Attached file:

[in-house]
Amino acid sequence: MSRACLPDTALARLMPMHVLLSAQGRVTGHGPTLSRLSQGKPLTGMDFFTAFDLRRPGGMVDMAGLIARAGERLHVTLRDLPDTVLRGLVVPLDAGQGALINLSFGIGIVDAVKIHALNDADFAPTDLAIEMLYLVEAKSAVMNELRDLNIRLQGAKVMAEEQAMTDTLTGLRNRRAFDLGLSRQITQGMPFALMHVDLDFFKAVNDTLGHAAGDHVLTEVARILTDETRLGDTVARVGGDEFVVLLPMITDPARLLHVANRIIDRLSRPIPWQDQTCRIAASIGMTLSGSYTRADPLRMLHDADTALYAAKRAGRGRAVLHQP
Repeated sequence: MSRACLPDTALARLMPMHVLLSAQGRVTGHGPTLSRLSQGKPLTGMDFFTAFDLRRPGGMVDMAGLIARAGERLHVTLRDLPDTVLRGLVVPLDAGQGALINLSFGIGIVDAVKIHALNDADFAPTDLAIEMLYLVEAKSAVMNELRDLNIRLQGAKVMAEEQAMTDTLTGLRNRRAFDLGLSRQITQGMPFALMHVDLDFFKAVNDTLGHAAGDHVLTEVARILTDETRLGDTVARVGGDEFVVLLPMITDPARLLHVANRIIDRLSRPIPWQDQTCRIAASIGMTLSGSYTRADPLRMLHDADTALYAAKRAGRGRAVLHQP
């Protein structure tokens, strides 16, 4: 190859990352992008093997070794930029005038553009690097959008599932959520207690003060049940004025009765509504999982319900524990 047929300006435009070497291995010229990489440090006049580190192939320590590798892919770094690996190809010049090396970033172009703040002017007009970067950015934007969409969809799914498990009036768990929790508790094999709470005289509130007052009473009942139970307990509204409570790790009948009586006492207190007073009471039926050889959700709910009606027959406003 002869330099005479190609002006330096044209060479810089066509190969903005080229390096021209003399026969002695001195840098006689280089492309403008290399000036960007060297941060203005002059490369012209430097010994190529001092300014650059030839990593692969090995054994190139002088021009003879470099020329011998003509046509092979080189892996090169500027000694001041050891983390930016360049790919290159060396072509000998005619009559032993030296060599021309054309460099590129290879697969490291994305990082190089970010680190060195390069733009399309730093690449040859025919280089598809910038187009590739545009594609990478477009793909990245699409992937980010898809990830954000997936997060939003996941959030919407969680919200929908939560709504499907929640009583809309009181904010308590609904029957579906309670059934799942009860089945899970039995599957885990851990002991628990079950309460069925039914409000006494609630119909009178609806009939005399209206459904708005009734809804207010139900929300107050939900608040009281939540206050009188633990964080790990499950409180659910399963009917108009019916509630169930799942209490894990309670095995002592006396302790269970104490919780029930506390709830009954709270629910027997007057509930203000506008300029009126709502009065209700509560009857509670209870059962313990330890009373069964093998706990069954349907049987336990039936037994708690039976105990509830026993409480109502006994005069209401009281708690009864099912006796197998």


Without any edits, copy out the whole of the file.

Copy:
[in-house]
Amino acid sequence: MSRACLPDTALARLMPMHVLLSAQGRVTGHGPTLSRLSQGKPLTGMDFFTAFDLRRPGGMVDMAGLIARAGERLHVTLRDLPDTVLRGLVVPLDAGQGALINLSFGIGIVDAVKIHALNDADFAPTDLAIEMLYLVEAKSAVMNELRDLNIRLQGAKVMAEEQAMTDTLTGLRNRRAFDLGLSRQITQGMPFALMHVDLDFFKAVNDTLGHAAGDHVLTEVARILTDETRLGDTVARVGGDEFVVLLPMITDPARLLHVANRIIDRLSRPIPWQDQTCRIAASIGMTLSGSYTRADPLRMLHDADTALYAAKRAGRGRAVLHQP
Repeated sequence: MSRACLPDTALARLMPMHVLLSAQGRVTGHGPTLSRLSQGKPLTGMDFFTAFDLRRPGGMVDMAGLIARAGERLHVTLRDLPDTVLRGLVVPLDAGQGALINLSFGIGIVDAVKIHALNDADFAPTDLAIEMLYLVEAKSAVMNELRDLNIRLQGAKVMAEEQAMTDTLTGLRNRRAFDLGLSRQITQGMPFALMHVDLDFFKAVNDTLGHAAGDHVLTEVARILTDETRLGDTVARVGGDEFVVLLPMITDPARLLHVANRIIDRLSRPIPWQDQTCRIAASIGMTLSGSYTRADPLRMLHDADTALYAAKRAGRGRAVLHQP
């Protein structure tokens, strides 16, 4: 190859990352992008093997070794930029005038553009690097959008599932959520207690003060049940004025009765509504999982319900524990 047929300006435009070497291995010229990489440090006049580190192939320590590798892919770094690996190809010049090396970033172009703040002017007009970067950015934007969409969809799914498990009036768990929790508790094999709470005289509130007052009473009942139970307990509204409570790790009948009586006492207190007073009471039926050889959700709910009606027959406003 002869330099005479190609002006330096044209060479810089066509190969903005080229390096021209003399026969002695001195840098006689280089492309403008290399000036960007060297941060203005002059490369012209430097010994190529001092300014650059030839990593692969090995054994190139002088021009003879470099020329011998003509046509092979080189892996090169500027000694001041050891983390930016360049790919290159060396072509000998005619009559032993030296060599021309054309460099590129290879697969490291994305990082190089970010680190060195390069733009399309730093690449040859025919280089598809910038187009590739545009594609990478477009793909990245699409992937980010898809990830954000997936997060939003996941959030919407969680919200929908939560709504499907929640009583809309009181904010308590609904029957579906309670059934799942009860089945899970039995599957885990851990002991628990079950309460069925039914409000006494609630119909009178609806009939005399209206459904708005009734809804207010139900929300107050939900608040009281939540206050009188633990964080790990499950409180659910399963009917108009019916509630169930799942209490894990309670095995002592006396302790269970104490919780029930506390709830009954709270629910027997007057509930203000506008300029009126709502009065209700509560009857509670209870059962313990330890009373069964093998706990069954349907049987336990039936037994708690039976105990509830026993409480109502006994005069209401009281708690009864099912006796197998």